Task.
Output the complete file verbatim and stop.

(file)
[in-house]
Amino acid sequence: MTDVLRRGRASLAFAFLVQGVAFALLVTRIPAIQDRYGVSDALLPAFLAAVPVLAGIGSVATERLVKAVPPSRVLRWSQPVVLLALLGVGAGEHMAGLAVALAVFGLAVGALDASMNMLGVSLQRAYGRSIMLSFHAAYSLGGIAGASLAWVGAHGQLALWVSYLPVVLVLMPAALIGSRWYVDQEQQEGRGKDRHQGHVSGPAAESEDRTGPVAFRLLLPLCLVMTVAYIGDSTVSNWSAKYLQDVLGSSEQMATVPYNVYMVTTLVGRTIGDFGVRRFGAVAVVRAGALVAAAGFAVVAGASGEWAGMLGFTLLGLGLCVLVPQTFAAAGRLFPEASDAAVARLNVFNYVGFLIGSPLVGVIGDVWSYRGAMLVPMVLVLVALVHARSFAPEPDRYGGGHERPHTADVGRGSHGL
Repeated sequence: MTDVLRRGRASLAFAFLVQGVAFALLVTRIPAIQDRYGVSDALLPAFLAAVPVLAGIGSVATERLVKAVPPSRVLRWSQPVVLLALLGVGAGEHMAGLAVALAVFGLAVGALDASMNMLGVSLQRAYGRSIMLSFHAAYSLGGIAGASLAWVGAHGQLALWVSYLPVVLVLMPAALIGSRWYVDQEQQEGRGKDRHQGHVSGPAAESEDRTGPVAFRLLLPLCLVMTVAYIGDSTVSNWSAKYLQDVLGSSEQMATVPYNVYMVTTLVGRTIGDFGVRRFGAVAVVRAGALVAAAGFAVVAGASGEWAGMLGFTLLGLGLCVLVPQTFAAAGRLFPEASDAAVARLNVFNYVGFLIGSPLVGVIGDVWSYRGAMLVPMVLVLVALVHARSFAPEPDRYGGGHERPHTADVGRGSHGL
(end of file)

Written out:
[in-house]
Amino acid sequence: MTDVLRRGRASLAFAFLVQGVAFALLVTRIPAIQDRYGVSDALLPAFLAAVPVLAGIGSVATERLVKAVPPSRVLRWSQPVVLLALLGVGAGEHMAGLAVALAVFGLAVGALDASMNMLGVSLQRAYGRSIMLSFHAAYSLGGIAGASLAWVGAHGQLALWVSYLPVVLVLMPAALIGSRWYVDQEQQEGRGKDRHQGHVSGPAAESEDRTGPVAFRLLLPLCLVMTVAYIGDSTVSNWSAKYLQDVLGSSEQMATVPYNVYMVTTLVGRTIGDFGVRRFGAVAVVRAGALVAAAGFAVVAGASGEWAGMLGFTLLGLGLCVLVPQTFAAAGRLFPEASDAAVARLNVFNYVGFLIGSPLVGVIGDVWSYRGAMLVPMVLVLVALVHARSFAPEPDRYGGGHERPHTADVGRGSHGL
Repeated sequence: MTDVLRRGRASLAFAFLVQGVAFALLVTRIPAIQDRYGVSDALLPAFLAAVPVLAGIGSVATERLVKAVPPSRVLRWSQPVVLLALLGVGAGEHMAGLAVALAVFGLAVGALDASMNMLGVSLQRAYGRSIMLSFHAAYSLGGIAGASLAWVGAHGQLALWVSYLPVVLVLMPAALIGSRWYVDQEQQEGRGKDRHQGHVSGPAAESEDRTGPVAFRLLLPLCLVMTVAYIGDSTVSNWSAKYLQDVLGSSEQMATVPYNVYMVTTLVGRTIGDFGVRRFGAVAVVRAGALVAAAGFAVVAGASGEWAGMLGFTLLGLGLCVLVPQTFAAAGRLFPEASDAAVARLNVFNYVGFLIGSPLVGVIGDVWSYRGAMLVPMVLVLVALVHARSFAPEPDRYGGGHERPHTADVGRGSHGL